Innovation in recycling has come a long way in recent years meaning the use of recycled content in quality products does nothing to compromise performance and style – if anything, it serves only to enhance it. We all know we could be doing more to cut out single-use plastic and recycle what we use, so this National Recycling Week (September 19th-25th) take time to celebrate and welcome revolutionary recycled materials into your home and garden.
Thankfully, both key brands and start-ups in the fashion industry are making greater strides towards sustainability in design and incorporating more eco-friendly fabrics, from recycled plastic bottles used to make activewear – a typically highly-polluting category of clothing – and trainers made from old chewing gum (we kid you not!), to recycled cotton t-shirts and regenerated nylon in swimwear. Fast fashion has had a massive impact on our planet, with stories of piles of our unwanted clothes washing up on beaches in Africa. That’s why it is so important that more sustainable alternatives are being incorporated into our clothing. Did you know that 10,000 tonnes of recycled nylon can save 70,000 barrels of crude oil and avoids 57,100 tonnes of CO2 equivalent emissions, compared with virgin nylon?
Make responsible choices if you’re buying new clothes and celebrate recycling innovation by shying away from virgin and non-sustainable materials. Support brands that are striving to make a difference, such as Cornish-based start-up Finisterre, which is working hard to develop an eco-friendly version of neoprene for wetsuits. The oil-based material can’t presently be recycled but Finisterre is on a mission to create a better alternative and is currently reprocessing old wetsuits into a new material for its products, as well as using a natural and renewable source of rubber.
Build with it
The construction industry has been under intense pressure to create more environmentally friendly and sustainable ways of building, meaning products and innovations available at a commercial level have filtered down and are now available for use on a smaller scale. There are a host of ways to use recycled materials for building and DIY projects at home, including reclaimed bricks, recycled timber, kitchen worktops or tiles made from recycled glass, and even building beams made from plastic waste; not to mention recycled and fully recyclable flooring. There’s even a company creating kitchen cabinets or wooden cladding for walls out of old cheese boards!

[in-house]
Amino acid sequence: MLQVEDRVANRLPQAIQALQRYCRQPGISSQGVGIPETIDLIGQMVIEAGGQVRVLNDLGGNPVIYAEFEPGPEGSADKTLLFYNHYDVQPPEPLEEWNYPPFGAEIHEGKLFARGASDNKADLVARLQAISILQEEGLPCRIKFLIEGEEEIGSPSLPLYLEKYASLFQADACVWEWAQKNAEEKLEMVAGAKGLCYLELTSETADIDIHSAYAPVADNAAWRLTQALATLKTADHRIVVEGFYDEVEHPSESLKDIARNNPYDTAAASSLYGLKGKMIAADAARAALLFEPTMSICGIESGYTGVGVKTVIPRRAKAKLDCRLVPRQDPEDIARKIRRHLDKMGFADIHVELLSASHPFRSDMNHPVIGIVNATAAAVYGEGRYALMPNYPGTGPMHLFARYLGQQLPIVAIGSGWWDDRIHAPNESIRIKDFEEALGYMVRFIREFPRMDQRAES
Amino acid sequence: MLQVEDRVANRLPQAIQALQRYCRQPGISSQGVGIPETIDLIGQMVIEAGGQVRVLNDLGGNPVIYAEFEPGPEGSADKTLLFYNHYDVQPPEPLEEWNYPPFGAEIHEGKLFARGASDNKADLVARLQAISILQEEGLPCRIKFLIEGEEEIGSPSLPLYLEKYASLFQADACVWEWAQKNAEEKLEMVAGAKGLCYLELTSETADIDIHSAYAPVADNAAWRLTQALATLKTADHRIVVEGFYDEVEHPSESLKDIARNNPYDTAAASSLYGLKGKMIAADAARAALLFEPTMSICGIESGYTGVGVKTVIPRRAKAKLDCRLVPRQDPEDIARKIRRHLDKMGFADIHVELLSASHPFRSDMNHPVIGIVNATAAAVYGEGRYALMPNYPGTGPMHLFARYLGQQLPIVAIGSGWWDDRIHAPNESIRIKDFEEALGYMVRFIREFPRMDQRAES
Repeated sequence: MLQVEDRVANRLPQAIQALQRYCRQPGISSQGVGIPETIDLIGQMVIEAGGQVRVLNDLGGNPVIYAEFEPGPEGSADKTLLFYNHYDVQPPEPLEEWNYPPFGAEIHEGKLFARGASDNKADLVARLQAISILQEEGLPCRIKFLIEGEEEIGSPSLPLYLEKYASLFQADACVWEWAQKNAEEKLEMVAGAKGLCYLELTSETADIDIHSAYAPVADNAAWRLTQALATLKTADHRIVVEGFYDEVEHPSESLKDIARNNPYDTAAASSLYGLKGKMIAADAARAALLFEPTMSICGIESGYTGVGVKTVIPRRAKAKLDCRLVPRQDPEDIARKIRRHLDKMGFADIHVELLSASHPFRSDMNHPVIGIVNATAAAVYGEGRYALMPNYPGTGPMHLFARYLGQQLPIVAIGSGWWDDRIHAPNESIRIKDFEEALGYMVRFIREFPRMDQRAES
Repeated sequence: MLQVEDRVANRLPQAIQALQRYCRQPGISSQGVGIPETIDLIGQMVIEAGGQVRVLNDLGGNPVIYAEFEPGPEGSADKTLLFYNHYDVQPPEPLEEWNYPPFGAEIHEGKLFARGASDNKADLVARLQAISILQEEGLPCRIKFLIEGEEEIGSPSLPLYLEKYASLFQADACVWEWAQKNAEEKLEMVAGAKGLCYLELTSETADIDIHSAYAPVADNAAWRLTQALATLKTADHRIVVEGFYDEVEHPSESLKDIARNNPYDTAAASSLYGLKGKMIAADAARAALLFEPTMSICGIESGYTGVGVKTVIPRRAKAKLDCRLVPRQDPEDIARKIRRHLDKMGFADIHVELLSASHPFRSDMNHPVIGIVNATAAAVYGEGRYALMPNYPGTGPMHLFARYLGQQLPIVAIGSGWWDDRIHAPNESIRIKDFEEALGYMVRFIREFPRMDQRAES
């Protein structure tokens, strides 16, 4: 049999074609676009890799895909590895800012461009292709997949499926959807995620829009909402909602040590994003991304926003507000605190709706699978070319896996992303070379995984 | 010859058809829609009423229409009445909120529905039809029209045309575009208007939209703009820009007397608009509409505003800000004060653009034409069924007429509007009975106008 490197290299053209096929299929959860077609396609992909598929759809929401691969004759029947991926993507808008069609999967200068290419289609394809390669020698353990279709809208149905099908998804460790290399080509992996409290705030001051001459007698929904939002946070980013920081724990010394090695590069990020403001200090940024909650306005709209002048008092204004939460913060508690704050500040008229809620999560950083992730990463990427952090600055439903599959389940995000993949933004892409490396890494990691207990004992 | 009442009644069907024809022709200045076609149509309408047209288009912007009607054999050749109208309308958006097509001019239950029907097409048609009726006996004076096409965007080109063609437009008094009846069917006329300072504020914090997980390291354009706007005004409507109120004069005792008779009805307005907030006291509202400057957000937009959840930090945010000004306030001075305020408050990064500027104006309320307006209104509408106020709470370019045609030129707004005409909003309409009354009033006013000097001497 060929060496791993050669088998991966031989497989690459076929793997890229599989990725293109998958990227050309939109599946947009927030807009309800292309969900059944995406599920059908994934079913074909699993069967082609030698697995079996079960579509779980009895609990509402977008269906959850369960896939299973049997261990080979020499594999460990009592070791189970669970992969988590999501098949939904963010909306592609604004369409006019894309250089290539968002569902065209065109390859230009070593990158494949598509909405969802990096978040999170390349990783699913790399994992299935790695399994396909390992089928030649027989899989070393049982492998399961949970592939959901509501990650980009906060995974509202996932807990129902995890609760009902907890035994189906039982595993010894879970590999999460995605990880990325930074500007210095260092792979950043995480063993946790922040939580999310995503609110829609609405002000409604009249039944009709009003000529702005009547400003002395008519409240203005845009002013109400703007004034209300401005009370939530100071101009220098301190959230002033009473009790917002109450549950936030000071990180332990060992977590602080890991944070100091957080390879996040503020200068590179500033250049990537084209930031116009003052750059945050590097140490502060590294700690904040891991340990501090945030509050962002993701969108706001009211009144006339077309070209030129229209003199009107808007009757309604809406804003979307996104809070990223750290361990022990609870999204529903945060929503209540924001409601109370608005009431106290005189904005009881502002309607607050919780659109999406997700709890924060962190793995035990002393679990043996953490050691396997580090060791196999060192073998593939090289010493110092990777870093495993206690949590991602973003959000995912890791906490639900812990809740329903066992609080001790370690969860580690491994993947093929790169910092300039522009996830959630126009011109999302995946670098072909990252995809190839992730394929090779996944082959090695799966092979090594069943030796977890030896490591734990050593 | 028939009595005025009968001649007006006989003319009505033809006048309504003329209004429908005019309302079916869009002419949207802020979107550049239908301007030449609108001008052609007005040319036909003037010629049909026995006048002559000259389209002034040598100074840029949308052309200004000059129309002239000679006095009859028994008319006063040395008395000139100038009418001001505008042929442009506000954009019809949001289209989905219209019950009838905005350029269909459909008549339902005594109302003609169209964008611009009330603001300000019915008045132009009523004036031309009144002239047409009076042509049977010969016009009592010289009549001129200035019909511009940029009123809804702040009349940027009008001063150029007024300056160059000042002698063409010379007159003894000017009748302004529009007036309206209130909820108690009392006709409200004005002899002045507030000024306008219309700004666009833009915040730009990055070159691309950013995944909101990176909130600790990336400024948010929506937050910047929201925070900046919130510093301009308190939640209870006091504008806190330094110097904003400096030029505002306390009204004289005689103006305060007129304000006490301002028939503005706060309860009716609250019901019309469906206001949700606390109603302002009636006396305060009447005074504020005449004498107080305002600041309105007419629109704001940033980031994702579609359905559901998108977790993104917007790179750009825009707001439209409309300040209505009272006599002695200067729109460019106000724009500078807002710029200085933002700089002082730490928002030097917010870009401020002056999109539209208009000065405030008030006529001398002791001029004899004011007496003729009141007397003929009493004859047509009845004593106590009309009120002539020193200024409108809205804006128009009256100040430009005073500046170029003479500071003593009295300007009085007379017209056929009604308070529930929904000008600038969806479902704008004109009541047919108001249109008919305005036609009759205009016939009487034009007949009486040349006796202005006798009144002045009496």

As energy bills soar, demand for effective insulation is in big demand. Insulation made from recycled materials should put a bigger smile on your face when you are feeling toasty at home. Fortunately an increasing number of eco options are now available, including insulation made from waste paper, recycled PET bottles, recycled glass and even sheep or alpacas wool.
Live with it
We’re always keen to update our homes and stay ahead of décor trends, so let recycled materials enhance your life and your living space; whether with chopping boards made from salvaged paper and plastic scraps, placemats and coasters manufactured from recycled EVA plastic (like flip flops), cushions made from re-purposed fabric, or pots made from recycled plastic to keep your houseplants looking stylish.
With LifestyleGarden® you can enjoy furniture ranges that both incorporate recycled material and can be recycled at the end of their life. It our mission to utilise and continue to develop pioneering recycled and recyclable materials for our products, which not only look beautiful, but deliver outstanding durability and have minimal impact on our planet.
One of our most exciting and game-changing collections is Nassau, which is available in either DuraOcean® – a unique material made from recycled marine waste – or Social Plastic – a ground-breaking material through which plastic pollution is prevented from entering the world’s waterways, whilst also benefitting impoverished communities.
Each DuraOcean® chair is made from 3.5kg of plastic waste, which includes maritime ropes and finishing nets, whilst Social Plastic, introduced via a partnership with Plastic Bank, sees plastic waste transformed into currency that local collectors can convert into bonuses to use for essentials, such as groceries and cooking fuel, as well as school tuition and health insurance.
We are striving towards a closed-loop economy, with zero waste, which is why every piece of furniture in the Nassau collection – whatever plastic option a customer chooses – can be fully dismantled and is 100% recyclable at the end of its life.